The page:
Biker Boyz

2003, Movie, PG-13, 111 mins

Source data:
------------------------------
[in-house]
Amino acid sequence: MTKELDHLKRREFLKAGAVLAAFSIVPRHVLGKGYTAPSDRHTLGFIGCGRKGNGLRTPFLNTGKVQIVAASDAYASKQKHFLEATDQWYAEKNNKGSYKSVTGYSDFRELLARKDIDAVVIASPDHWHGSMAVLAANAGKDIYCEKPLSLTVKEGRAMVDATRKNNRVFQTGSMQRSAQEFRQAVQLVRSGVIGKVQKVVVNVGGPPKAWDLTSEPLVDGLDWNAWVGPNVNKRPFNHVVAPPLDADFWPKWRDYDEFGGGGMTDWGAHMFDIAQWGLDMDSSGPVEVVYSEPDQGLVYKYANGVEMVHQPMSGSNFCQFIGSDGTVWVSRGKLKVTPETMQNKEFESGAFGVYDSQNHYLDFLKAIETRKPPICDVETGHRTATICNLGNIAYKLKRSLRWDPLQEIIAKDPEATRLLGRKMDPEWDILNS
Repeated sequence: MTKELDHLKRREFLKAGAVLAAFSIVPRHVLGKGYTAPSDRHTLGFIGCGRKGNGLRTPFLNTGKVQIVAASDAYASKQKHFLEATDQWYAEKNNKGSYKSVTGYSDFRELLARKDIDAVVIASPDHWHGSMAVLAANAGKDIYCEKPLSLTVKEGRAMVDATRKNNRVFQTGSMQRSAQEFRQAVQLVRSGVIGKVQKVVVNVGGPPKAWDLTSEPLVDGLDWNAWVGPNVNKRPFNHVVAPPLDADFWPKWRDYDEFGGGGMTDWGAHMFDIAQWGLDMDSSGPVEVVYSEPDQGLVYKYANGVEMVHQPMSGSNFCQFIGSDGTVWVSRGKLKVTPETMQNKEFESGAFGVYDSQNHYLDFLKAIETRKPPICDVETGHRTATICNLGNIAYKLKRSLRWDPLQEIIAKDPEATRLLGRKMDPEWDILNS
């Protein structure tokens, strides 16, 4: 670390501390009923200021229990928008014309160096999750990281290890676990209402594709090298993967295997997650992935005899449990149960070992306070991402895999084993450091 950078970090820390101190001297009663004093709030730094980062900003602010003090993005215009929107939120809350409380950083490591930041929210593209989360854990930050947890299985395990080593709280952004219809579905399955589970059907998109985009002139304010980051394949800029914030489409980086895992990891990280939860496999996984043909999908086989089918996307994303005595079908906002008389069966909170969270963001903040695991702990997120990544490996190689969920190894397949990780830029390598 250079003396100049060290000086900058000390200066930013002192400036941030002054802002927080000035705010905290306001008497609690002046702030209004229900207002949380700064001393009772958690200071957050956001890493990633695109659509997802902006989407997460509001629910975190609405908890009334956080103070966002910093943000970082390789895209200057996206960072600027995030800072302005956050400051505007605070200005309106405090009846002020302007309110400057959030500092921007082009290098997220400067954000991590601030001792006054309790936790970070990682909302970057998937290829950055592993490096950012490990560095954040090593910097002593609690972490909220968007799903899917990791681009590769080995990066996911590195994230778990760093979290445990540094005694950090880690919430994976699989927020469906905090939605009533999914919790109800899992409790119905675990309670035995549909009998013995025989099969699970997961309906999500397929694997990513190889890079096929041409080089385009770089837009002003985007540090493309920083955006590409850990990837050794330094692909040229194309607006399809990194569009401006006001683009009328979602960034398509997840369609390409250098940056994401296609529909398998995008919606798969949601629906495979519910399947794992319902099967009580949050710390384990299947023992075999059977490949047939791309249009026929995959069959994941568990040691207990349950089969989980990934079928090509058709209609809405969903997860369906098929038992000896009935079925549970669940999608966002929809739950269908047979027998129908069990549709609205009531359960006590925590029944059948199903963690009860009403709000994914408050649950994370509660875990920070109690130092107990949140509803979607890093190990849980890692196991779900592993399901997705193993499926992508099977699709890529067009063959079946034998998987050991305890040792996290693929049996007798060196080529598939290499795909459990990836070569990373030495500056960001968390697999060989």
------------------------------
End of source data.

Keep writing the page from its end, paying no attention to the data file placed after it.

Loosely based on a New Times article by Michael Gougis, this film offers a look at Southern California motorcycle clubs that's both dizzying and ultimately disappointing. Director Reggie Rock Bythewood's intention appears to have been to transform what could have been THE FAST AND THE FURIOUS on motorcycles into a modern-day Western, making leather-clad rider Smoke (Laurence Fishburne) — the "King of Cali" — the fastest gun in this underground sub-culture. As leader of the Black Knights, he arrives for every illegal street race with nearly imperial fanfare and a full posse of riders bearing the club's colors. His entourage includes outspoken booster Soul Train (Orlando Jones), who extols Smoke's victories and virtues to the masses, and trusted mechanic Slick Will (Eriq La Salle), whose son, Kid (Derek Luke) — an aspiring street rider trying to earn his colors — hates the way dad hides in Smoke's shadow. When Will is killed in a motorcycle accident as surprising as it is graphic, Kid's animosity towards Smoke increases exponentially. The angry young man sets out to form his own club, the eclectic, multi-cultural Biker Boyz, whose members include white daredevil Stuntman (Brendan Fehr); eager-to-please Latino Primo (Rick Gonzalez); and Filipino brothers Philly and Flip (Dante and Dion Basco), who mostly stick to four-wheel off-road vehicles. Kid's quest to dethrone Smoke is his paramount concern, but he makes time to woo sexy tattoo artist Tina (Meagan Good), whose brother belongs to a rival club, and avoid the wrath of his mother, Anita (Vanessa Bell Calloway), who's determined to stop him from competing. Everything comes to a head at the Black Knights' big dance, a gathering of all the local clubs at which Anita confronts Smoke with a show-stopping revelation. Chrome-and-hot-leather groupies who are starting to worry that the movie is excessively character driven can relax. There are plenty of gratuitous shots of scantily clad biker babes — including the requisite bikini car wash — and speed-freak boys with six-pack abs pumping their vehicles to outrageous, nitrous oxide-fueled extremes. The bad news is that the racing scenes are repetitive and it takes some serious concentration to figure out which character belongs to what club. Fishburne and Luke do their best with inherently limited material, but only Calloway's no-nonsense single mother really rises above the roar of engines and the smell of burning rubber. leave a comment --Angel Cohn

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